Follow by Email

Tuesday, June 11, 2013

Chaim Potok

One of my friends is moving to upstate New York at the end of the month. Sad day. His plan is to move back down in a year, but who knows what will happen? That being said, he's given me a delightful task to complete before he takes off; he wants a list of book recommendations. I've begun the preliminary sketch, something which I'm sure won't be complete until long after he's already left. It's great fun, as it has me thinking back over the last ten years and remembering what my favorite books have been, and why they're so awesome.

One of the first books I ever gave to someone was Chaim Potok's The Chosen. Those of you who know this author love him, I am sure. I've never heard anyone who has read him say anything negative about his work. I don't know anything, really, about his personal history, but based on the subjects of his books (and his name) my guess is that he's an ethnic, if not practicing, Jew with Eastern European roots. If you're looking for thought-provoking summer reading, particularly if you're a guy anywhere between the ages of 13 and 30, you should read The Chosen. It's about two teenage boys in New York, one of whom has been raised as a strictly orthodox Hasidic Jew, and the other as an observant but not nearly so conservative Jew. They meet playing baseball, and become friends after one hits the other in the eye with the ball, landing him in a hospital bed with glass shards in his eye socket. As you might imagine, it's a rocky start to an unlikely friendship, but it's a beautiful book, an easy read, and well worth the time you might put into it. Also, buy it. Don't get it from the library. It's one to own. If you doubt it, you should know that the two literary characters I've ever thought of naming children after come from Crime and Punishment and this book.

The Promise is the sequel to The Chosen. I wasn't as impressed with it as I was with the first one, but as you'll love the characters already, it's worth reading just to know what happens with them next.

Finally, another of his books that I've read and re-read is Davita's Harp. The heroine of this story is a young girl of Jewish descent living with her parents in New York during the days before World War II. It's a much darker book than The Promise and The Chosen, and thus harder to read, but all the more strikingly tender because of that. Certain passages from it are indelible marks in my mind, and just seeing the outside cover of the book makes me achy in a good way. Some bits and pieces of the first chapter to get you started:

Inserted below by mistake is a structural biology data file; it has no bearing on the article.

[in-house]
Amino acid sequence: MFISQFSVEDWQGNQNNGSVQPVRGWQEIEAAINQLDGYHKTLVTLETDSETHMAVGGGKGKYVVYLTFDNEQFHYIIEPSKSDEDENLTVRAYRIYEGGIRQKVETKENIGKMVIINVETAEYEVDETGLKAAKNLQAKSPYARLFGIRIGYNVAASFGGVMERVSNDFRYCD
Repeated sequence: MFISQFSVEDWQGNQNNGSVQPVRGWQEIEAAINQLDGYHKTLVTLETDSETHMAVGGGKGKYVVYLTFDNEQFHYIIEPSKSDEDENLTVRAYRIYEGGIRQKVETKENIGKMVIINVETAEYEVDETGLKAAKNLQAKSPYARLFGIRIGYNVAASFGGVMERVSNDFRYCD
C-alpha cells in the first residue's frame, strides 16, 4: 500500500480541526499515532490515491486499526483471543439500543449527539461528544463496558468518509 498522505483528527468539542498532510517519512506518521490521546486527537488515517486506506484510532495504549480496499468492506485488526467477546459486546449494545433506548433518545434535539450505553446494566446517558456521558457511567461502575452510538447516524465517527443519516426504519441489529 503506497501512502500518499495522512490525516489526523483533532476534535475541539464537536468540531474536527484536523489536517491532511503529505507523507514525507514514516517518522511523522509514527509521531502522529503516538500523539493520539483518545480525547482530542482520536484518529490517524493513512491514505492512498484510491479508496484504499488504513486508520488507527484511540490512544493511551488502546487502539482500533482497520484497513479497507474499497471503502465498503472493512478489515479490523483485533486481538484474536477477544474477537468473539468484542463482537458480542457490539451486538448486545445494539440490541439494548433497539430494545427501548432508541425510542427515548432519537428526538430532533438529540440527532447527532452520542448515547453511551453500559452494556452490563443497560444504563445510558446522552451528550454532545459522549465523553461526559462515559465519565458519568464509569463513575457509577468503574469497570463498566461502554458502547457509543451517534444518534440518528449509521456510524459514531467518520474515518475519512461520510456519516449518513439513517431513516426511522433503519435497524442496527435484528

My mother came from a small town in Poland, my father from a small town in Maine. My mother was a nonbelieving Jew, my father a nonbelieving Christian. They met in New York while my father was doing a story for a leftist newspaper on living conditions in a row of vile tenements on Suffolk Street on the Lower East Side of Manhattan, where my mother worked. This was in the late 1920s. They fell in love, had a brief affair, and were married.
My fathers family -- except for his uncle and his sister -- did not attend his wedding because he had left home against the will of his parents to go to New York to become a journalist, and because he was marrying a Jewish girl.
My mother had made the journey to New York from Europe soon after the end of the First World War. During the war she had attended a prestigious school in Vienna, where she had concentrated in English literature and modern European philosophy. She was about nineteen when she arrived in America. Her aunt, who had inherited some money from her late husband, the owner of a small garment-district sweatshop, saw her through college and certification as a social worker, and then suddenly died.
My parents' wedding was attended only by their friends, an odd assortment of leftist writers, editors, poets, theater people, journalists -- and that one New England uncle and my father's sister. It was, my mother told me years later, a very noisy wedding. Angry neighbors called the police. My father's uncle, who was responsible for much of the noise, invited them in for a drink. He was from Maine and had little knowledge of the humorlessness of New York Police.
Seven months later, I was born.
The novel details the frequent moves of Davita's family, her father's time as a journalist in Spain during the violence of their 1930s Civil War, and the after-effects of the pogroms that Davita's mother experienced in Europe before she came to America. As you might imagine, these events and their results are no small happenings. Like The Chosen, the writing style is straightforward and easy, but the material is a little heavier, and certainly not for younger audiences or the faint of heart. All the same, you should read it at some point.

Now, as far as getting my friend his list of books is concerned (oh the honor! oh the responsibility!), what do you think I should add?

1 comment:

  1. Oooh! How about The Book of the Dun Cow by Walter Wangerin, Jr?